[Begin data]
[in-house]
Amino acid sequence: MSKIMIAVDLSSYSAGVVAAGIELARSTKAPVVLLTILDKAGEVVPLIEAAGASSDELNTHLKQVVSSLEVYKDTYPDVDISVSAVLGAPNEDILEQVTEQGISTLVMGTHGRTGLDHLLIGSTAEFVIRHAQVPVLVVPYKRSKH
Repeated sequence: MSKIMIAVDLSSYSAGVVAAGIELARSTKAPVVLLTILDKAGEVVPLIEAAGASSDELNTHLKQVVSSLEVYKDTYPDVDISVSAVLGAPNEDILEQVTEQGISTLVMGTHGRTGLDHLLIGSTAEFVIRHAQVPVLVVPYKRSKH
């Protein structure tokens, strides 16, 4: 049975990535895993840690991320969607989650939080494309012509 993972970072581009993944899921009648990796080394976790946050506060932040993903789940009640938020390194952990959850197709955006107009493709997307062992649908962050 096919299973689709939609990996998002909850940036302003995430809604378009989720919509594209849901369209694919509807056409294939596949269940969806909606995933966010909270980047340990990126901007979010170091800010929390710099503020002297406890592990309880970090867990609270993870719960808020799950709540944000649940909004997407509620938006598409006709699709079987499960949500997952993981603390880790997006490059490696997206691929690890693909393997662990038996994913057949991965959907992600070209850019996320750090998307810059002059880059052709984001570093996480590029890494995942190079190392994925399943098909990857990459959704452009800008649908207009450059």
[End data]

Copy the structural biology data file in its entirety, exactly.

[in-house]
Amino acid sequence: MSKIMIAVDLSSYSAGVVAAGIELARSTKAPVVLLTILDKAGEVVPLIEAAGASSDELNTHLKQVVSSLEVYKDTYPDVDISVSAVLGAPNEDILEQVTEQGISTLVMGTHGRTGLDHLLIGSTAEFVIRHAQVPVLVVPYKRSKH
Repeated sequence: MSKIMIAVDLSSYSAGVVAAGIELARSTKAPVVLLTILDKAGEVVPLIEAAGASSDELNTHLKQVVSSLEVYKDTYPDVDISVSAVLGAPNEDILEQVTEQGISTLVMGTHGRTGLDHLLIGSTAEFVIRHAQVPVLVVPYKRSKH
């Protein structure tokens, strides 16, 4: 049975990535895993840690991320969607989650939080494309012509 993972970072581009993944899921009648990796080394976790946050506060932040993903789940009640938020390194952990959850197709955006107009493709997307062992649908962050 096919299973689709939609990996998002909850940036302003995430809604378009989720919509594209849901369209694919509807056409294939596949269940969806909606995933966010909270980047340990990126901007979010170091800010929390710099503020002297406890592990309880970090867990609270993870719960808020799950709540944000649940909004997407509620938006598409006709699709079987499960949500997952993981603390880790997006490059490696997206691929690890693909393997662990038996994913057949991965959907992600070209850019996320750090998307810059002059880059052709984001570093996480590029890494995942190079190392994925399943098909990857990459959704452009800008649908207009450059």